John C. Goodman

President and founder of the Goodman Institute, is a leading thinker on health policy and is known as the “the father of Health Savings Accounts. His Ph.D. in economics is from Columbia University; he has taught at numerous universities and received the prestigious Duncan Black Award in 1988 for the best scholarly article on public choice economics. 

John C. Goodman, president and founder of the Goodman Institute, is a leading thinker on health policy and is known as the “the father of Health Savings Accounts.” 

He is the author of 14 books, including Priceless: Curing the Healthcare Crisis; Leaving Women Behind: Modern Families, Outdated Laws (with Kimberley Strassel); and Patient Power (with Gerald Musgrave). 

Widely published and often interviewed on television, he regularly briefs members of Congress on economic policy and frequently testifies before congressional committees. 

An active debater in college, he was a debating partner with William F. Buckley on a number of prime-time shows—on such topics as the flat tax, welfare reform and Social Security privatization. As head of the National Center for Policy Analysis, he wrote more than 50 papers and monographs. 

His Ph.D. in economics is from Columbia University; he has taught at numerous universities and received the prestigious Duncan Black Award in 1988 for the best scholarly article on public choice economics.

Trump’s Monumental Course Reversal

Trump’s Monumental Course Reversal

As part of his program to remove the government’s boot-heel off the neck of state governments and American workers and businesses, candidate Donald Trump promised to review and, where appropriate, reverse where he felt it was justified, national monuments declared not just by Obama but going back two decades. As I discussed here, using the Antiquities Act has been a favorite technique of many presidents to satisfy pressures from environmentally powerful constituents.

Within months of taking office, Trump issued an executive order directing then-Interior Department secretary Ryan Zinke to review all presidential monument designations or expansions of more than 100,000 acres since January 1, 1996, to ensure they were limited strictly to the smallest area necessary to care for the objects or features to be protected. At the time, Trump called the size and number of national monuments created by Obama “an egregious abuse of power.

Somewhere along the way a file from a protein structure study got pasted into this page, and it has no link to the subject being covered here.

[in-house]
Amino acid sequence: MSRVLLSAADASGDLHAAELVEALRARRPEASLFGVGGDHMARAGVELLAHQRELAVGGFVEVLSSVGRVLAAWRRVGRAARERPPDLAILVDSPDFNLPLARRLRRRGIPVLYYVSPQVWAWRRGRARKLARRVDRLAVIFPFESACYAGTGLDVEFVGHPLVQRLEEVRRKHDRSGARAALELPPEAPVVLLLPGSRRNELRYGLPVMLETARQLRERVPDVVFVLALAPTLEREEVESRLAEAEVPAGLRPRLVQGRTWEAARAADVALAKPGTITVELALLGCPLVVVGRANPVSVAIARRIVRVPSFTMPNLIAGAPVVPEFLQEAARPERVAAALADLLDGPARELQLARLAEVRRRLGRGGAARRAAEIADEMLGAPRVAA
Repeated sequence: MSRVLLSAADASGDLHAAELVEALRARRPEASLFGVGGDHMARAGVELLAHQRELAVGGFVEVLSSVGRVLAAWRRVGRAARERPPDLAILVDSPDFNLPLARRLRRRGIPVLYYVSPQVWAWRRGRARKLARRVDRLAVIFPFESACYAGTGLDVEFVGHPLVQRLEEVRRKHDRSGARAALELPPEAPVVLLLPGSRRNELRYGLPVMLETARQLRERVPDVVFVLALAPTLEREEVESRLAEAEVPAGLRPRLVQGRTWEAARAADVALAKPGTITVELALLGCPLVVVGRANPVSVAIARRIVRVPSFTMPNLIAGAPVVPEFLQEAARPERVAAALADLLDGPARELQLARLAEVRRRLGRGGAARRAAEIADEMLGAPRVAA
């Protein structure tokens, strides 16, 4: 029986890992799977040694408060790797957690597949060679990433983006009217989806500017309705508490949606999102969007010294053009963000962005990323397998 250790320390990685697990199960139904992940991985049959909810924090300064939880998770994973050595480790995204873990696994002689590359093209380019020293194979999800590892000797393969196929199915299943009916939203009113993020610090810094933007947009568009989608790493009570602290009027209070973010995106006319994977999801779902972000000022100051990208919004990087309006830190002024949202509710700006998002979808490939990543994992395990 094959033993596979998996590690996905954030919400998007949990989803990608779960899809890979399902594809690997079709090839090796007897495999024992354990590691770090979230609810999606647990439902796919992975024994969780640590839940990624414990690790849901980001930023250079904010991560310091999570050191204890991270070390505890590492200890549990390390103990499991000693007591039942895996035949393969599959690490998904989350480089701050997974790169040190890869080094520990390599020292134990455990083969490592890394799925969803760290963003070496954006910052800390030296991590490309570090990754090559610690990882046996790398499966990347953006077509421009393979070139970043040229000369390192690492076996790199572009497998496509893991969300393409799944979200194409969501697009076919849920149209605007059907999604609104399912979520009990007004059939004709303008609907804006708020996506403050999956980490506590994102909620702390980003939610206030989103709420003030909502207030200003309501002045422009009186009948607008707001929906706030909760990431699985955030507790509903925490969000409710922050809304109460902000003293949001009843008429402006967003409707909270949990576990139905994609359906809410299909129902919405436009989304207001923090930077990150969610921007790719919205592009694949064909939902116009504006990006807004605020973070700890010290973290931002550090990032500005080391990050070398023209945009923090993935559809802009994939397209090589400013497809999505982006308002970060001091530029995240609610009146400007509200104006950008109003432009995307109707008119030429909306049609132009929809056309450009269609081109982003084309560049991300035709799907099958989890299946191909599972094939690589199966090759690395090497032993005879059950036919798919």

Going back to January 1, 1996, was not coincidental. At that time President Bill Clinton created the 1,880,461-acre Grand Staircase Escalante National Monument, in Utah, also against the state’s entire congressional delegation’s wishes. The Grand Staircase declaration was as controversial in its time as the 2016 Bears Ears designation by Obama.

By September 2017, Zinke recommended the president shrink the size and/or modify the management of at least 10 national monuments. In particular, Zinke recommended reducing the size of Bears Ears and Grand Staircase-Escalante national monuments in Utah, Nevada’s Gold Butte, and Oregon’s Cascade-Siskiyou. He also recommended shrinking two marine monuments in the Pacific Ocean and amending the proclamations for 10 monuments to allow for various commercial activities previously allowed in these areas but now restricted.

On December 5, 2017, Trump reduced the size of the Grand Staircase-Escalante Monument by approximately 800,000 acres, to just over 1 million acres, and shrunk the Bears Ears National Monument from 1.35 million acres to 201,876 acres.

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Stop Pretending to Cut Carbon Emissions. Engineer a Solution.

Stop Pretending to Cut Carbon Emissions. Engineer a Solution.

From James Conca at Forbes:

Since we are failing to curb global carbon emissions at all, we are left with using our huge brains, which got us into this problem in the first place, to try to wangle our way out of it.

Whether that’s solar engineering [sending back a small fraction of sunlight] or cloud seeding to reduce incident solar radiation, or reforestation, or carbon capture and sequestration from burning fossil fuels, or ocean iron fertilization or putting huge mirrors in space, humans think we can engineer our way around any issue. The best most direct strategy, that has the least bad side-effects, is to remove carbon directly from the atmosphere and make something useful out of it – like fuel – that would further lessen the burden on the environment.

One company is already doing that.

Based in Canada, Carbon Engineering’s Direct Air Capture system directly removes CO2 from the atmosphere, purifies it, and produces a pipeline-ready compressed CO2 liquid using only energy and water. This CO2 can be combined with non-fossil fuel-generated hydrogen, to produce ultra-low carbon intensity hydrocarbon fuels such as gasoline, diesel, and Jet Fuel-A.

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“California’s Dark Ages”

“California’s Dark Ages”

From the Wall Street Journal editorial page:

Californians are learning to live like the Amish after investor-owned utility PG&E this week shut off power to two million or so residents to prevent wildfires amid heavy, dry winds.

For years the utility skimped on safety upgrades and repairs while pumping billions into green energy and electric-car subsidies to please its overlords in Sacramento.

Suddenly, Californians are learning to love fossil fuels. Stores have experienced runs on oil lamps—yes, those still exist—and emergency generators fueled by gasoline, propane or diesel.

Most batteries that store solar power can’t keep homes charged for more than a day during a blackout, and most electric-car owners won’t have enough juice to escape the power outage. Still, liberals in Sacramento want to abolish fossil fuels.

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